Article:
“Chocolate, of course, is the stuff of which fantasies are made. Rich, dark, velvety-smooth fantasies that develop the senses and stir the passions. Chocolate is madness; Chocolate is delight”.
Chocolate … the gastronomic temptress! Chocolate tempts us with its rich, seductive flavour, its thick creamy texture and its power to soothe our minds. It contains approximately 300 natural chemical compounds which affect our brain chemistry and thus, our moods.
How does this work?
Chocolate causes the release of certain neurotransmitters such as endorphins and other opiates that can help to reduce stress and lead to feelings of well being and euphoria. One of the more interesting neurotransmitters released by chocolate is phenylethylamine. This ‘chocolate amphetamine’ causes changes in the blood pressure and blood-sugar levels, leading to feelings of excitement and alertness. Phenylethylamine, also know as the ‘love drug’, causes an increase in heart rate and a feeling not dissimilar to being in love.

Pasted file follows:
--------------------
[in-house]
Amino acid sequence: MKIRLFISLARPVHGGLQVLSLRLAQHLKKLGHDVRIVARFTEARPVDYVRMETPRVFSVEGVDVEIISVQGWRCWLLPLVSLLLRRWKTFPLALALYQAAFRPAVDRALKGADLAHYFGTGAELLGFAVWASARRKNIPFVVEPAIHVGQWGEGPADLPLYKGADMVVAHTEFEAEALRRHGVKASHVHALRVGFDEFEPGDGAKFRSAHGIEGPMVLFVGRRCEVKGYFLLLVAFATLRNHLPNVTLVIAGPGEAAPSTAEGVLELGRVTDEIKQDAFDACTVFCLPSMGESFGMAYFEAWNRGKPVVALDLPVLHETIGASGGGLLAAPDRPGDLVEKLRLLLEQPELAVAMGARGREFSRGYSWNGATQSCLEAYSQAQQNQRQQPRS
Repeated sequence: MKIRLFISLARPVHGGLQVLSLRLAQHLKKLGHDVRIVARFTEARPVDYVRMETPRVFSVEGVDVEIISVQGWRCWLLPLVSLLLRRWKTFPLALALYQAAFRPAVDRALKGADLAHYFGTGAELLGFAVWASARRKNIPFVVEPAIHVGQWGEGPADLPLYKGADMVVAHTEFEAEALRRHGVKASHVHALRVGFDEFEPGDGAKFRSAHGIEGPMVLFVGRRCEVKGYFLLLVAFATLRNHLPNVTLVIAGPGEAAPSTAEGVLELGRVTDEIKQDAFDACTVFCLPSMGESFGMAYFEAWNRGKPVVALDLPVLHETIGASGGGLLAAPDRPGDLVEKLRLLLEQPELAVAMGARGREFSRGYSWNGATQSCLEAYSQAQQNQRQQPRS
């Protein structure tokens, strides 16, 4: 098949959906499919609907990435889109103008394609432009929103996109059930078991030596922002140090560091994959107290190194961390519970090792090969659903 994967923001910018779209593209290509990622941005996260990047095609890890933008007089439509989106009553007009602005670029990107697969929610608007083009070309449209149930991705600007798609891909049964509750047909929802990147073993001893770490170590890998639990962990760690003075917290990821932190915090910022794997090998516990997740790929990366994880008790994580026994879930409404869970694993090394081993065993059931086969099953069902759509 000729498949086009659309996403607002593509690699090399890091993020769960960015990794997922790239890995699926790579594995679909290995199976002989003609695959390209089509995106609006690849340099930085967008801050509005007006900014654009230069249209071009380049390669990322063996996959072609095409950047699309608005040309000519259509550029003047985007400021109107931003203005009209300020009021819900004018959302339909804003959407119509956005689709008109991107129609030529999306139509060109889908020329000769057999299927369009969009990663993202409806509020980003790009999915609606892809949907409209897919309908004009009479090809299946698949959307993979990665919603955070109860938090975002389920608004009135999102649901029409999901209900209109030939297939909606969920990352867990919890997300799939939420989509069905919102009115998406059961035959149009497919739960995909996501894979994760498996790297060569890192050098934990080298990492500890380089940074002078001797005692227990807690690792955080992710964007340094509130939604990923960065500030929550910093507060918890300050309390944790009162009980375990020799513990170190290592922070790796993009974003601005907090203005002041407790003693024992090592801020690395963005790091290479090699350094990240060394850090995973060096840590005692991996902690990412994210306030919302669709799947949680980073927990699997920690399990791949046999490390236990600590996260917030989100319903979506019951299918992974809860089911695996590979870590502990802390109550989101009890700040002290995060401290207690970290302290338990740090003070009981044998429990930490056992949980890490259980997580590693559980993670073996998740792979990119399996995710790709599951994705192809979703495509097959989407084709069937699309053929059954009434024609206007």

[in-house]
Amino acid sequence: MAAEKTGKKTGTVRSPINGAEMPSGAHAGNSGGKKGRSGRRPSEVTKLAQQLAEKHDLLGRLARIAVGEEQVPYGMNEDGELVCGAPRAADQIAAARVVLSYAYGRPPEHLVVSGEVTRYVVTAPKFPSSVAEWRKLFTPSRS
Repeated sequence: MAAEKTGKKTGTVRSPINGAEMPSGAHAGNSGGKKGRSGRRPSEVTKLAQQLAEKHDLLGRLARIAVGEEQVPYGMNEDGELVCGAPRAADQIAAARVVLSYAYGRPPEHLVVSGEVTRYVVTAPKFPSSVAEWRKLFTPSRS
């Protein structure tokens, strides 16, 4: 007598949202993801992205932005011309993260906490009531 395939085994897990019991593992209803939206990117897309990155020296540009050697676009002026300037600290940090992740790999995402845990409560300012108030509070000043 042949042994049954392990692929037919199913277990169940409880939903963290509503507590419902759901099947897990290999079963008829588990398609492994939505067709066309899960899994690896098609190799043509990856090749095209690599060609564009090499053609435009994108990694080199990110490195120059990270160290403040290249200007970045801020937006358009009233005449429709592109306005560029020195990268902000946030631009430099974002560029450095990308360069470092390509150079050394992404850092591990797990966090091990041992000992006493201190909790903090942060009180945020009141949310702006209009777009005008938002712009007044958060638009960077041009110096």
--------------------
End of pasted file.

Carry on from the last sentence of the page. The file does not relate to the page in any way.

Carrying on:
Examples of other chemicals found in chocolate are anandamide and theobromine. Anandamide, similar to a chemical found in marijuana, contains properties that cause the production of the neurotransmitter dopamine, a wonderful chemical that elevates the mood and increases sexual arousal and response. Theobromine has properties that lead to mental and physical relaxation, as well as acting as a stimulant, similar to caffeine.
As well as, and possibly as a result of these proven properties, chocolate has a long association with enhanced virility and has been used as an aphrodisiac for over 3,000 years. Indeed, it is said that Montezuma, the last Aztec Emperor, drank fifty ‘pitchers’ of xocotlatl or ‘chocolate water’ to give him extra potency before visiting his harem. Other users included Madame du Barry , Louis XI’s mistress, who gave it to her lovers, and Casanova who, it is said, was ‘fond of chocolate’s divine properties’ and considered it an elixir of love.
Bearing all this in mind, is it any wonder that chocolate plays such an important role in matters of emotions? Whether being given as a token of passion, or being consumed for comfort by a jilted lover, chocolate has long been associated with expressions of love and is, more than likely, why it is so closely associated with Valentines Day.